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Is The World of Fiction Good for Kids... - Articles Surfing
Fiction- Good or Bad for Children?
Ghosts, vampires, demons, wizards...all items you could easily find in a fictional story. Or all items that some parents may feel would give their child nightmares. Is fiction something we should keep away from our children? Two experts in the field of fiction comment.
'First of all fiction is really just a reflection of reality told in a way designed to fire up the imagination. For example, Aesop's and LaFontaine's Fables are books of moral codes for kids and examples of human behavior which are dressed up as fictional parables. If they had been set out in a nonfiction way, they would have seemed dull and boring.
Science Fiction is the one fiction which has inspired people more than any other. For example, many scientists have stated that they only became scientists because of the SF novels they read as kids. Science Fiction can also inspire the young to invent new ideas decades later. In the article above, it mentioned that Arthur C Clarke had written a novel decades ago about a space elevator linking Earth and Space. Now, according to New Scientist, scientists are studying a new material which might serve for that purpose.
Other non-scientists have been inspired by SF as children. The film director James Cameron, for example, lists the SF writers Arthur C Clarke and A E Van Vogt, who he read as a child, as being a major influence on his later career.
SF books can also be a very good way to preach to people about modern-day issues. Frank Herbert, for instance, was always deeply interested in environmentalism, but he realized that if he wrote about the subject merely as nonfiction he would be constantly restricted to writing about dull facts. He therefore created the book "Dune" which is a novel about a desert planet with a fragile ecosystem ruthlessly exploited by Mankind. The result was that this became the bestselling SF novel of all time, and inspired many people to support the environment than would otherwise have been the case.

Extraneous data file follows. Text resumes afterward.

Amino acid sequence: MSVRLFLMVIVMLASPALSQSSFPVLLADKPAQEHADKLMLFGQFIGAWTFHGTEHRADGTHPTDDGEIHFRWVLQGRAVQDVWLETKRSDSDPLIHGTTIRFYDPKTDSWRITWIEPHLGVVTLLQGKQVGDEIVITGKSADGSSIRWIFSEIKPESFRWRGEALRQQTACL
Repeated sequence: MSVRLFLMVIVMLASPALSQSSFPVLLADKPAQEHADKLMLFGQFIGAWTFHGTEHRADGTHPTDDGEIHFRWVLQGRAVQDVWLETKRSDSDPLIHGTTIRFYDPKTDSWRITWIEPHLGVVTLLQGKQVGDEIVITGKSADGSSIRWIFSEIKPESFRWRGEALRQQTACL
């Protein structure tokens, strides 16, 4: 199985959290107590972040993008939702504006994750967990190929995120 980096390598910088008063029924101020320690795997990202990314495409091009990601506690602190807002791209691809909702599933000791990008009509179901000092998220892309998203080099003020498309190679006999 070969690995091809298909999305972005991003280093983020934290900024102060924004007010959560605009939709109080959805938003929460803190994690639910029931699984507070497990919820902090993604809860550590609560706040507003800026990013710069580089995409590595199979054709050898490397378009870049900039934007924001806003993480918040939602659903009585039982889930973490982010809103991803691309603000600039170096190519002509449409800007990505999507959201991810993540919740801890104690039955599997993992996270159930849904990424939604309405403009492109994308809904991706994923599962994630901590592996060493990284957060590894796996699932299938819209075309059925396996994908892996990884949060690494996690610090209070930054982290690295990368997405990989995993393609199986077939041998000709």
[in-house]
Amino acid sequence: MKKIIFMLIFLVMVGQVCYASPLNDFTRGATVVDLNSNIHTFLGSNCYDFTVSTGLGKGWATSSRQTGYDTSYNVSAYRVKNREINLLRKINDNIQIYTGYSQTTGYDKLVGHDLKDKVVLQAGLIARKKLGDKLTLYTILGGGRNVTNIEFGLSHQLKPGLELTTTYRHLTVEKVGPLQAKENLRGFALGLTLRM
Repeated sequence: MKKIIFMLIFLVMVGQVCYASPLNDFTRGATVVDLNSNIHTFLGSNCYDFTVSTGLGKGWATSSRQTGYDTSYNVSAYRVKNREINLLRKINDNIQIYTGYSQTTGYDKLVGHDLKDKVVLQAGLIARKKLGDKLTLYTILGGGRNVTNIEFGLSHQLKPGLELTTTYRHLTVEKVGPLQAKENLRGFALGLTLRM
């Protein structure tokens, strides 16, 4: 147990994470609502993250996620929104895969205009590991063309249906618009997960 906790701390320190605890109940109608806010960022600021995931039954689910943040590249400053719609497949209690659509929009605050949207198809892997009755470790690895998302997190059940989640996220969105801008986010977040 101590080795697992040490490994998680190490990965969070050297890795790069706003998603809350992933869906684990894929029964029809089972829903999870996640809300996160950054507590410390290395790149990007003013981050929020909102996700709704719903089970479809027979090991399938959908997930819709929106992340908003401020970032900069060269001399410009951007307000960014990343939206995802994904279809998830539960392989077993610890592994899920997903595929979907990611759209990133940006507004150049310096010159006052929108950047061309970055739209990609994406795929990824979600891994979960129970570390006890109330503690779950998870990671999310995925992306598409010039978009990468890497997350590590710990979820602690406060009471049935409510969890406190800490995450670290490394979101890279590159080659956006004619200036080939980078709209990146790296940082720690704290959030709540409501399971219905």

Generally speaking, SF is a far more imaginative genre than any other type of fiction. Where else, can you dream up entire new worlds, alien societies, different periods of history and different technologies. Other fiction sub genres are restricted by the society or historical period they focus on, so that they often are in danger of becoming clinched and stereotypical. SF is different in that it has evolved continuously since H G Welles and Jules Verne, with dozens of subcategories such as cyberpunk, soft/hard SF, etc. etc.' -Geoff Purcell
And Sue Kayton comments 'I believe that children should read a mix of fiction and non-fiction. The benefits of non-fiction are obvious, but fiction is also necessary for a well-rounded person. Speculative fiction helps kids think about what the future might be like, and encourages them to think outside the box, such as the Harry Potter novels or Jurassic Park. Historical fiction with interesting protagonists helps kids understand what the world used to be like, through the eyes of the ordinary people of the day. Contemporary fiction helps them to understand interpersonal relationships and current issues, especially helpful to adolescents dealing with dating, drugs, and pressure from school and friends. Mystery stories like Sherlock Holmes encourage critical thinking skills, while the reader tries to put two and two together to figure out whodunit. Stories set in other cultures (such as The Good Earth) help students understand other ways of looking at the world.
Most students find fiction easier to read than non-fiction. The best way to become a good writer is to read a wide variety of material, which usually includes copious doses of fiction.'
One book Mysterious Chills and Thrills by Laura Hickey, who's cover has received comments such as 'Good Heavens' and 'What's happening to his eye' applies 'what if' situations that many can apply to their own lives. Many agree...fiction is a tasty morsel right along with non fiction books for children.
Copyright © 1995 - Photius Coutsoukis (All Rights Reserved).
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